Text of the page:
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Home organization

Have a Spring Fling: Clean, De-Clutter and Organize Your Space

Monday, May 05, 2008 by: Lana Redle
Tags: home organization, health news, Natural News

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(NewsTarget) It's that time of year. The time when everyone gets the urge to clean out the closets, sweep the floors, wash the windows, de-clutter the drawers and organize the garage. When the days get warm and the sun starts shining on a consistent basis, something in the make-up of humanity typically calls for order. The warm, spring sunlight starts creeping in the windows and we can suddenly see all of the dust motes staked out in the corners and under the couch. The piles of clutter in our living spaces cause irritation that is magnified and instantly we long to become organizational gurus.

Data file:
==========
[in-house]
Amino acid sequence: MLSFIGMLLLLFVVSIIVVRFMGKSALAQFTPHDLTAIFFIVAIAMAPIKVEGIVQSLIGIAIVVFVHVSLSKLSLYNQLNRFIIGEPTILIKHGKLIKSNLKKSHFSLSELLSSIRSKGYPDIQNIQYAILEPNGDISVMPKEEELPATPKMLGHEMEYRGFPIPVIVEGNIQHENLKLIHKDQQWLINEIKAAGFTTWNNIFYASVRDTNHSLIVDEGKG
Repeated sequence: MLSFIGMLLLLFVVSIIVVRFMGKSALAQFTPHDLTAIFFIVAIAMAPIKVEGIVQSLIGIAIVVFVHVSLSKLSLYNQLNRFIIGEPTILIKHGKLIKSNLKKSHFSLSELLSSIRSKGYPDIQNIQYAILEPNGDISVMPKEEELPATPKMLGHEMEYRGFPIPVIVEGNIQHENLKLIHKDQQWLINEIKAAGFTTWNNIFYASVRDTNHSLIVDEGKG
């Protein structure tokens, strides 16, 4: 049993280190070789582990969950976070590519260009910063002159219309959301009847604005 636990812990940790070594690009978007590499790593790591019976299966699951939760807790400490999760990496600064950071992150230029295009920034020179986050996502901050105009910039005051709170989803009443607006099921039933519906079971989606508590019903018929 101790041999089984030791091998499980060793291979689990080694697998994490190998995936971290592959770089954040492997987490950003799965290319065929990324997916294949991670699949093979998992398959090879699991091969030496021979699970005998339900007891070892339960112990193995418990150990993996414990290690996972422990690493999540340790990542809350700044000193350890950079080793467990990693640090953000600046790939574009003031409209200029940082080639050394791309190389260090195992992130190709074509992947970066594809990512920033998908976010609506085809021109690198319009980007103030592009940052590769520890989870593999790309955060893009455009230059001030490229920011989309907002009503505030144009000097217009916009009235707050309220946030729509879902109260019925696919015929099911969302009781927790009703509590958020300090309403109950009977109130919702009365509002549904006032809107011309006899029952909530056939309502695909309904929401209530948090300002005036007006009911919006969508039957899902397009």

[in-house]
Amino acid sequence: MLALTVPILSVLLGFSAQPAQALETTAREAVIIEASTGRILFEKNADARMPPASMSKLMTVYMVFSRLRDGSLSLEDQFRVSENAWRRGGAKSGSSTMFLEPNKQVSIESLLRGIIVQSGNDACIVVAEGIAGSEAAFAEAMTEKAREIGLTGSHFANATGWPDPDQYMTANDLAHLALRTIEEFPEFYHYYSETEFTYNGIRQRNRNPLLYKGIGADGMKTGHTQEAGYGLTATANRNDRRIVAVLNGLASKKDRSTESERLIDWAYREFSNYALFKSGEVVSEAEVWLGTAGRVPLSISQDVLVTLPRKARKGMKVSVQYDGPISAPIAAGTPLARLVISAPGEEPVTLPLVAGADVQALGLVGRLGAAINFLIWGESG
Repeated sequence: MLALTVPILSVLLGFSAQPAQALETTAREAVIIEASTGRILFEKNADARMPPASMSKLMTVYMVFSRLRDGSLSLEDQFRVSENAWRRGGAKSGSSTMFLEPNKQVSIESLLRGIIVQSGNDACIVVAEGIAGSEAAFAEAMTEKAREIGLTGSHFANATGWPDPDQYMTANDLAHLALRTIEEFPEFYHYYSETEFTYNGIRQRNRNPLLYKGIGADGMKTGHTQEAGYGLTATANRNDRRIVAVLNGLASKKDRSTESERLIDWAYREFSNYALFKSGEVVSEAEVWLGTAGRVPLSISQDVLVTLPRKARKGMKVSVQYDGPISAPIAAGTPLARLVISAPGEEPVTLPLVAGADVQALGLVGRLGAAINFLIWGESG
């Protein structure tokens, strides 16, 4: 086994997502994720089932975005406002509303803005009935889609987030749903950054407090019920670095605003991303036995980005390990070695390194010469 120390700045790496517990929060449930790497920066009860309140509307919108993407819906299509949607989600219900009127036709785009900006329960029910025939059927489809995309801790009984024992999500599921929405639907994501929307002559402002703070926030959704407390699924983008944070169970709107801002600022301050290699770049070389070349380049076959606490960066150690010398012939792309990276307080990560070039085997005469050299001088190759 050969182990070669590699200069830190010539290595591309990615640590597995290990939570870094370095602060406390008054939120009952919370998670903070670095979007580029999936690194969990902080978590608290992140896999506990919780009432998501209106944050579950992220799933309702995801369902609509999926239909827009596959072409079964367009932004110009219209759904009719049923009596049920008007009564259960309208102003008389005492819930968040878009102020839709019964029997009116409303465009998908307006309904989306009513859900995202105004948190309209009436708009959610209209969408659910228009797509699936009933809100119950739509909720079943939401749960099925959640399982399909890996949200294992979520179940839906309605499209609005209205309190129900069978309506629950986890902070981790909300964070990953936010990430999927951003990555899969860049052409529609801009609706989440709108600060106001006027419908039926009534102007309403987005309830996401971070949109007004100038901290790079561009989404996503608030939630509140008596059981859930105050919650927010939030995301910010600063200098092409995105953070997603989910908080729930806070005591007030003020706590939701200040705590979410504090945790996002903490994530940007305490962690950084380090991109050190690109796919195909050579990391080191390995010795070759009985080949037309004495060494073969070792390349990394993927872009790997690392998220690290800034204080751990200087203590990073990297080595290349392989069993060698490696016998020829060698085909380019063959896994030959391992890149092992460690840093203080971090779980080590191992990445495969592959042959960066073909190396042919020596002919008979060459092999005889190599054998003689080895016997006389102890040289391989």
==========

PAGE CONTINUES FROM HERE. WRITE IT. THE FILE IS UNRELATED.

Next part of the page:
It's time for spring cleaning and organizing.

This is the time of the year to clear out the old and to make room for the new. When gearing up for this process there are some key concepts to implement that will make our organizational process retainable and maintainable. Three basic myths about getting organized are 1) Some people are born organized, 2) Getting organized is a huge chore, and 3) It's impossible to stay organized. There are some simple techniques to help us get our stuff in order and to keep it that way.